LatinaLista — As the end of April approaches, a quick review of news headlines underscores why it is imperative that both sides of Congress come together for the sake of victims of domestic violence.
Husband Charged With Second-Degree Murder In Wife’s Death; Missing Missouri mom’s husband charged with murder ; Man accused of killing wife’s kittens after argument; Murray man charged with killing girlfriend 2 hours after police investigated domestic dispute and the list goes on.
Today, Congress began debate that would help victims of domestic violence. It should be a no-brainer but the debate boils down to whether Republicans can agree with Democrats on the latest version of the Violence Against Women Reauthorization Act of 2011 .
The bill, which was originally passed in 1994 and has been reauthorized and passed by a bipartisan Congress several times since then, has hit a roadblock with the Republican party. Why? For what Democrats want to include in the latest version:
The version being offered by Senate Democrats has attracted some Republican resistance because it would give tribal authorities the ability to prosecute non-American Indians in cases of domestic violence on reservations. It would also include gay, bisexual and transgender victims in programs for domestic violence and allow more illegal immigrants who are victims of domestic violence to claim temporary visas.
The notion that there are “some” people who don’t deserve the full protection or psychological and physical help resulting from a domestic beating or receive justice because of their citizenship status or because their attackers don’t fit the definition of who can be prosecuted by tribal authorities, is absurd, offensive and wreaks of 20th century prejudices.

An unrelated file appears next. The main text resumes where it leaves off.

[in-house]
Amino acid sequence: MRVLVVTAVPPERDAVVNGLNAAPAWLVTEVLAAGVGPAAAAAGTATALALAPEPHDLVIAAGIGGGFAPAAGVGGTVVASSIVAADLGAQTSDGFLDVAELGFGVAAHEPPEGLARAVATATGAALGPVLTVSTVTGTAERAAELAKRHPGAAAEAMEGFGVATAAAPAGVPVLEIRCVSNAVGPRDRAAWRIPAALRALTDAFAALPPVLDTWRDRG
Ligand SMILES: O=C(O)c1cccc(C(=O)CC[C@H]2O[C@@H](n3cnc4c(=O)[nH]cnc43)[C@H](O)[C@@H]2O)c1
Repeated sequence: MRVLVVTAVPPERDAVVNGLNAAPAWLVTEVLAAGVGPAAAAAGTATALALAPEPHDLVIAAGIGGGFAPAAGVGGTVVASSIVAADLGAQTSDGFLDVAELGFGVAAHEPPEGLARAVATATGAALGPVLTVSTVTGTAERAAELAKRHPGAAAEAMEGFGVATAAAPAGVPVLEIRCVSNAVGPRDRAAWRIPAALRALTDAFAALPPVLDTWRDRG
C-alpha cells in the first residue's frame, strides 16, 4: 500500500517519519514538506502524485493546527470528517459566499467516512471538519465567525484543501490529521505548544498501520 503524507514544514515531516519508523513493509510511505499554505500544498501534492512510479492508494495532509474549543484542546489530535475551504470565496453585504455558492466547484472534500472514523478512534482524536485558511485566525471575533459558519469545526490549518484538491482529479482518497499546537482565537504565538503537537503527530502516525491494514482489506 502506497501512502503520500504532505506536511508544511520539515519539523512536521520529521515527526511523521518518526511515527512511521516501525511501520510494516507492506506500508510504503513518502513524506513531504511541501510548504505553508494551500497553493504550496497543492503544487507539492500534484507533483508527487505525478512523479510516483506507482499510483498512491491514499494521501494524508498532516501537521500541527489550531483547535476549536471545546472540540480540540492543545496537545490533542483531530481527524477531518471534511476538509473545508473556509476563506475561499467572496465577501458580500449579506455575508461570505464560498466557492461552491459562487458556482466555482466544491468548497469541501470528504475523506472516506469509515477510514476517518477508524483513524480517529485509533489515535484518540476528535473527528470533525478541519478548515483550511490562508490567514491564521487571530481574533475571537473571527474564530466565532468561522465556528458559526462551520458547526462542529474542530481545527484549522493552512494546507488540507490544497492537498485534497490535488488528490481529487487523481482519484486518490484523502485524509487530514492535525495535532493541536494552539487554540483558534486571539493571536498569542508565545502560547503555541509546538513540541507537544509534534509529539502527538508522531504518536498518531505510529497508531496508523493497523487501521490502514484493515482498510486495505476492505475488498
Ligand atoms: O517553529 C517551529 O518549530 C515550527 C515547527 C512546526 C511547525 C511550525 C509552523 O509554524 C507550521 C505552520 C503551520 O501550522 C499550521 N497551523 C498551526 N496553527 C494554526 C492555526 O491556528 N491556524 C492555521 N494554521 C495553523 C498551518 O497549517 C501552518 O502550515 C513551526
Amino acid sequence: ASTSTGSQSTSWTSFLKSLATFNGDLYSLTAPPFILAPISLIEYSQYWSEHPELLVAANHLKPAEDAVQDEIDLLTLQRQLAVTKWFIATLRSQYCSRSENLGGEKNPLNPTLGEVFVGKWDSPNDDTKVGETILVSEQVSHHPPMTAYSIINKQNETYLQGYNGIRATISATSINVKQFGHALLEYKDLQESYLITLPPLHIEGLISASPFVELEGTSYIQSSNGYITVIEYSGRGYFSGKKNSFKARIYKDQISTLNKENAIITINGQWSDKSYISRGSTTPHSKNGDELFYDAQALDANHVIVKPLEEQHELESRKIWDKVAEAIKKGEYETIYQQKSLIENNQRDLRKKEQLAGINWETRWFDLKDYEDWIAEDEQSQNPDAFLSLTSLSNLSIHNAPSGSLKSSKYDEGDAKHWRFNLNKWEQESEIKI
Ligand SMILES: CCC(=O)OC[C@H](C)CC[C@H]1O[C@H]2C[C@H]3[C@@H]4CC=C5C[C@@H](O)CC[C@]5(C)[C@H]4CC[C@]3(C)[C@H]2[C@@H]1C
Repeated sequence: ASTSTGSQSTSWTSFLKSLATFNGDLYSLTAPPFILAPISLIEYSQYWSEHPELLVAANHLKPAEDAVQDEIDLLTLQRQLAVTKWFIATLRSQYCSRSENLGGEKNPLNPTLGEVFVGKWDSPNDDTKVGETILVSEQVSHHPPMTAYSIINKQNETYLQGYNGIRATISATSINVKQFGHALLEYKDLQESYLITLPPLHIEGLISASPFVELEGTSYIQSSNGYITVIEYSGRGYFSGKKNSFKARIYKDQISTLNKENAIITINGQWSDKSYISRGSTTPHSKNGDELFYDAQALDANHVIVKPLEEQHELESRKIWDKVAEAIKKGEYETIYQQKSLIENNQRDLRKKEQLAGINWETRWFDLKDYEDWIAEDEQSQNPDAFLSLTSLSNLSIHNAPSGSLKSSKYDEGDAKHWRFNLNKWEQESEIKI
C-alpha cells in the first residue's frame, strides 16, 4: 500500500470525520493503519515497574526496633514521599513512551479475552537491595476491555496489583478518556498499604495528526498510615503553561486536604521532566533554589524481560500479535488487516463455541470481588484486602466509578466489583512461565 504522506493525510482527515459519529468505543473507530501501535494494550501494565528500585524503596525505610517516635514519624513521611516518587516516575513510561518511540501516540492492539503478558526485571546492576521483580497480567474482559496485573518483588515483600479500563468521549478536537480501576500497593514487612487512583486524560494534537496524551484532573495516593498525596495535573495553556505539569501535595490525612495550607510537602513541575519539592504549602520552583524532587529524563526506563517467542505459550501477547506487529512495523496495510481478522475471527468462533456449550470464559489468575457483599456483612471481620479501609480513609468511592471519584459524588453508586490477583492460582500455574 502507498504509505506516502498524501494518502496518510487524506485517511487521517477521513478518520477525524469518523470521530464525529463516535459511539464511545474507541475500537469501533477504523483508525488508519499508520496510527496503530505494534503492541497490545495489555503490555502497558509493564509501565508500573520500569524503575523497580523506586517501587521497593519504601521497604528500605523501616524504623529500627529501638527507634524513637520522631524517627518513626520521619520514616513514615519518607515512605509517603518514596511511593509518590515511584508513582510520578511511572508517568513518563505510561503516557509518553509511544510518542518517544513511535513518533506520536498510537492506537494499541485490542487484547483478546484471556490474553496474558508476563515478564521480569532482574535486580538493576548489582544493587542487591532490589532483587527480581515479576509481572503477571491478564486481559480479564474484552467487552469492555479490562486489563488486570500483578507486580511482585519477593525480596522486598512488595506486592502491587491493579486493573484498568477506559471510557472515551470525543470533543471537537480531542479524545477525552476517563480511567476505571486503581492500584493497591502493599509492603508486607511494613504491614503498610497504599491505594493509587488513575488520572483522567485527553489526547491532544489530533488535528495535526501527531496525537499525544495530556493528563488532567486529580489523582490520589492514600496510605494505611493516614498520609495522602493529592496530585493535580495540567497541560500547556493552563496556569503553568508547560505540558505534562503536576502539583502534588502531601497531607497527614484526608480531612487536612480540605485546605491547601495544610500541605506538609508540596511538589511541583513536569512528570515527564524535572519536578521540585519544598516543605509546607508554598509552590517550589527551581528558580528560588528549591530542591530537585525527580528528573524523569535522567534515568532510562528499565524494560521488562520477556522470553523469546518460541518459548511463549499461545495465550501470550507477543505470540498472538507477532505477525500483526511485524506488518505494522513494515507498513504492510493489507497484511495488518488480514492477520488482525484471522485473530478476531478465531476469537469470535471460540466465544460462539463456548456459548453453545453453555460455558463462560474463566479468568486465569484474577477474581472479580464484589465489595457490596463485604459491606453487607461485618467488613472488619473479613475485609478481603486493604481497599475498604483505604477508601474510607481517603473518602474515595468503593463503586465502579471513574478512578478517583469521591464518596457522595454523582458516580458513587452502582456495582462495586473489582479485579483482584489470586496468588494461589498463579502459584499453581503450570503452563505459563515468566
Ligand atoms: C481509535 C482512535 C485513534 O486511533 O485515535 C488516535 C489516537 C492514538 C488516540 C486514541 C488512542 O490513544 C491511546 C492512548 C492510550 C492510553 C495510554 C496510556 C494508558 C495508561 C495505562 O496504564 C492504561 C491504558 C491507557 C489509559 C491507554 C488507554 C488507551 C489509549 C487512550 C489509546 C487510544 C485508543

The Republicans have vowed to come up with their own alternative reauthorization bill that will surely leave out the changes (improvements) the Democrats want to implement and that would be a travesty of 21st century justice. If it were not for the current law granting temporary visas to undocumented victims, too many victims would suffer in silence for fear of losing their children if they reported their abusing partners.
Our society is pushing forward and it’s time our laws reflect today’s reality.
Clearly, animals that think it’s ok to beat any person need to be locked away without chance of parole — and the victims who are fortunate enough to be left behind, only to be haunted by those horrible memories of being violated and beaten, deserve the peace of mind of knowing that their attacker will never have the freedom to abuse them, or anyone, again.
What is so hard about doing the right thing, even if it’s politically inconvenient?